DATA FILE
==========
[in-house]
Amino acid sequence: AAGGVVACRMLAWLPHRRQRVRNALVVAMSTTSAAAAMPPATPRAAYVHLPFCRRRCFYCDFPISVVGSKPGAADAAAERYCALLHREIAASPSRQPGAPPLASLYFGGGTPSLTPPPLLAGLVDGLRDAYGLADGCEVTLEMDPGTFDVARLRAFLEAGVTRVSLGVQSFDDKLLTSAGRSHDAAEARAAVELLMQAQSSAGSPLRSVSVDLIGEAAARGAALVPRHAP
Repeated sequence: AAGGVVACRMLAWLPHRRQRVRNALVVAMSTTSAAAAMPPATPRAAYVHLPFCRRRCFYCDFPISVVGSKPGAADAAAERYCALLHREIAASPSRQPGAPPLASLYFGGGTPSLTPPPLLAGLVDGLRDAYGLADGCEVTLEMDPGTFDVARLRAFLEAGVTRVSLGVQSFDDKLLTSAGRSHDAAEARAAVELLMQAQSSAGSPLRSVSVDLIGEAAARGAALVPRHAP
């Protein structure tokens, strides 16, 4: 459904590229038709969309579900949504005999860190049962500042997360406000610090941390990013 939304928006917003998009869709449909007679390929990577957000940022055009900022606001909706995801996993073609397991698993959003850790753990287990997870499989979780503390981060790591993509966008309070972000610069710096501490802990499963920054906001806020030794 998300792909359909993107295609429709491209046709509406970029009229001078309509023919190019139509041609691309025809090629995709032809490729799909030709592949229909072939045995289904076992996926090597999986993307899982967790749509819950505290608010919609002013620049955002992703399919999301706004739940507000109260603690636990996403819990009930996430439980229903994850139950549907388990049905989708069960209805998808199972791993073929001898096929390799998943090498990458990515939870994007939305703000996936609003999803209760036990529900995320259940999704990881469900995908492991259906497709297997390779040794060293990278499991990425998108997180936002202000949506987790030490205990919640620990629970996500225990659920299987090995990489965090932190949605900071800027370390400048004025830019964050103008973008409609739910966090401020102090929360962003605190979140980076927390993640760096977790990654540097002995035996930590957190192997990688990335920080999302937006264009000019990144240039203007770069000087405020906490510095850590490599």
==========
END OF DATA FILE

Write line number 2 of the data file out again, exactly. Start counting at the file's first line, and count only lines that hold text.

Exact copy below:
Amino acid sequence: AAGGVVACRMLAWLPHRRQRVRNALVVAMSTTSAAAAMPPATPRAAYVHLPFCRRRCFYCDFPISVVGSKPGAADAAAERYCALLHREIAASPSRQPGAPPLASLYFGGGTPSLTPPPLLAGLVDGLRDAYGLADGCEVTLEMDPGTFDVARLRAFLEAGVTRVSLGVQSFDDKLLTSAGRSHDAAEARAAVELLMQAQSSAGSPLRSVSVDLIGEAAARGAALVPRHAP